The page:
It’s a new year, and I know a lot of you (like myself) made resolutions to get organized. One of the things I want to get a better hold of this year is my digital photo collection. I have a lot of digital pictures. Like, a lot a lot. Like, 50,000+ pictures. I have very few physical photographs around the house (the ones I have are old). All of the pictures I’ve taken during vacations and holidays and of the kids are all digital. I read once that owning a tool but not being able to find it is the same as not owning the tool. I feel like this could also apply to pictures as well.
The hardest part about organizing your digital photos is coming up with an system. The second hardest part is sticking with it; if you do, things will get easier. Shortly after the New Year I pulled the pictures off of Susan’s phone and computer onto my server; the result was 15 GB worth of pictures, with names ranging from “s5000184.jpg” to “Photo_012906_007.jpg”. Ugh!
I’ll tell you up front — I don’t have all the answers, and I don’t think my system necessarily works best for everyone. The key is finding a way to organize things that works for you and (again) sticking with it. While working on organizing Susan’s photos and incorporating them into my own collection, I wrote down some hints and tips on how I organize things. I also asked my friend Melissa Karlberg of Mel Karlberg Photography for any advice she might have to add. Melissa is a great photographer with great organizational skills. I’ve added her comments to this list as well.
Without further adieu and in no particular order…
Put your photos all in one place.
You will never be able to reliably search, sort, organize, or backup your photos until you have them all together in one place. For me, that’s a folder on my server named “Digital”. (It gets backed up nightly; more on that later.) I have a lot of folders underneath that one of course, but getting everything underneath that single folder makes it simple to backup your photos and search through them. If you have programs that are constantly putting things in different directories, you need to pick one and point everything else to it, whether that’s the “My Photos” folder in Windows or some other directory you’ve designated as being home to your digital photos.
Pick an organizational system and stick with it.
Let me start off by saying that there are two schools of thought when it comes to organizing digital photos: you can either organize your photo collection through file and folder names alone, or you can use software to help you organize your photos. Even if you use software, you’ll still want to do some organization of the files and folders (like getting them all in one place, as mentioned above).
Organizing using Files and Folders
I personally manage my photo collection through file and folder names for two reasons. One, because that’s the system I started with and I’m in too deep to start over without a really compelling reason to do so. The other reason is because I’m always afraid that whatever program I use to organize my photos might become incompatible or obsolete in the future. There are lots of free options out there and I’ll mentioning them, but… buyer beware.
If you’re going to use file and folder names to organize your photos, the key is to create a system that mentally makes sense to you. There’s nothing more frustrating than looking for that “one” photo you took five years ago and not being able to find it. My “Digital” folder has 592 sub-folders. Some of them are pretty specific: “4th of July Cookout (07.04.2006)”, for example. Others are less so: “Mason”, for example, has 250 random photos of my son. That’s not very helpful when you’re looking for a specific photo.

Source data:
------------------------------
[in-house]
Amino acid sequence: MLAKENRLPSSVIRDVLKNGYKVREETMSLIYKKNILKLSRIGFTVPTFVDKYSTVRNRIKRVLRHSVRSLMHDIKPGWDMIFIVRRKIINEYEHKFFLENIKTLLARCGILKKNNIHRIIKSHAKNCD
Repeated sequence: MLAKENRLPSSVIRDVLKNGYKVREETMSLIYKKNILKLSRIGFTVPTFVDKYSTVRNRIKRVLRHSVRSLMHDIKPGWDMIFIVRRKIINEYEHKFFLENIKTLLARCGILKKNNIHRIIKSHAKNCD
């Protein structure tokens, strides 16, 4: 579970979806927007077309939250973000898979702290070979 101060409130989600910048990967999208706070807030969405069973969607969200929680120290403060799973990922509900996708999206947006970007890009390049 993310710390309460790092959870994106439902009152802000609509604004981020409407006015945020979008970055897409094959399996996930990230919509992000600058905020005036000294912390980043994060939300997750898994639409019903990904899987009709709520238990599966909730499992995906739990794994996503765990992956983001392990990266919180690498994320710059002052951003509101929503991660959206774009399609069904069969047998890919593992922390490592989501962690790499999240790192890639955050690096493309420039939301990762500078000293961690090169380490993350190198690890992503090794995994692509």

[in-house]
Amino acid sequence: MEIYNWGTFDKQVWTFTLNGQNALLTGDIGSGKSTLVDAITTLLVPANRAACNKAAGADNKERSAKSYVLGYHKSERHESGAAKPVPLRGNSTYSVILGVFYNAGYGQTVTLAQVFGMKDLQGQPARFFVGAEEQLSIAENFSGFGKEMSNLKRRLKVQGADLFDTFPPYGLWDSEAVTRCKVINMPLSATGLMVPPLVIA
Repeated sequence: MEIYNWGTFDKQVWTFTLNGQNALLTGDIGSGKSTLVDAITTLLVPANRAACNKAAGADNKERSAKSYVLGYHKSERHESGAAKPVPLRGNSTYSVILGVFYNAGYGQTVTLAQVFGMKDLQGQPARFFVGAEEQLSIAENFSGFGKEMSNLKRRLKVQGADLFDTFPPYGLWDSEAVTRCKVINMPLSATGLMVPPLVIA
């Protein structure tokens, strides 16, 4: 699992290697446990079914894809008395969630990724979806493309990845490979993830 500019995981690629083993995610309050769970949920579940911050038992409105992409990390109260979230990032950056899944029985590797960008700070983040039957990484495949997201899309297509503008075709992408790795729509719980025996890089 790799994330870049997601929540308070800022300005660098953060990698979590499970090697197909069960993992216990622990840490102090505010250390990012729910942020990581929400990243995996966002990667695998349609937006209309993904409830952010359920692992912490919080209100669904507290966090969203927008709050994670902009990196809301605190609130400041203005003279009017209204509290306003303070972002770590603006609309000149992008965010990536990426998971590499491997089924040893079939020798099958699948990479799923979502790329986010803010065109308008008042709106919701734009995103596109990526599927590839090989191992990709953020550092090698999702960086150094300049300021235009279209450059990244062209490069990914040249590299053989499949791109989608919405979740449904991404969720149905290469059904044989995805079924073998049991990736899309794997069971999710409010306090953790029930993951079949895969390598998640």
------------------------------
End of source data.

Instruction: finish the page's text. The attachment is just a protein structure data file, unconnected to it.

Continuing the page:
I have three types of folders: events, people, and things. Events, like the 4th of July example I listed above, are pretty specific. In the folder name, I try and include the event, the location, and the date. For people, I simply list the person’s name. These are more like “junk drawers” and it’s where things like selfies and random shots end up. The last folder type, “things,” are used when I’m shooting pictures of something specific. Many of these have sub-folders as well. I have a folder called “Cars” — underneath it I have folders for each car I’ve owned.
Some people prefer a date-based hierarchy for their folders. These people tend to make a folder for each year (“2015″), twelve folders underneath that folder representing each month (“01″, “02”, etc) and then folders underneath each of those folders. For some people, this works really well. For me personally, if I’m looking for pictures from that time the kids and I went to the zoo, I’d rather scroll down to “Z” than start clicking through random years. Again, there’s no right or wrong way to do any of this. The key is coming up with a system and sticking with it.
Whatever you do, do NOT rely on the builtiin Windows date and time stamps to track the age of your photos. Moving, editing, and restoring photos has a way of inadvertently changing those dates. Those dates also depend on having the date and time set correctly on your camera. When I sort my photos by date, the largest folder by far is the one for 01/01/2000…
Two bad habits I picked up over time are sorting photos by who took them, and sorting photos by what device took them. In my folder for our Alaska cruise, I have four sub-folders: Rob’s Camera, Rob’s Phone, Susan’s Camera, and Susan’s Phone. This made sense at the time when I was moving them over the PC. Two years later when I’m searching for a picture of an iceberg or a whale, it doesn’t much matter to me who took the picture or with what. I’m going to try and avoid doing this in the future and I might go back to some of my old folders and recombined them.
Organizing using Software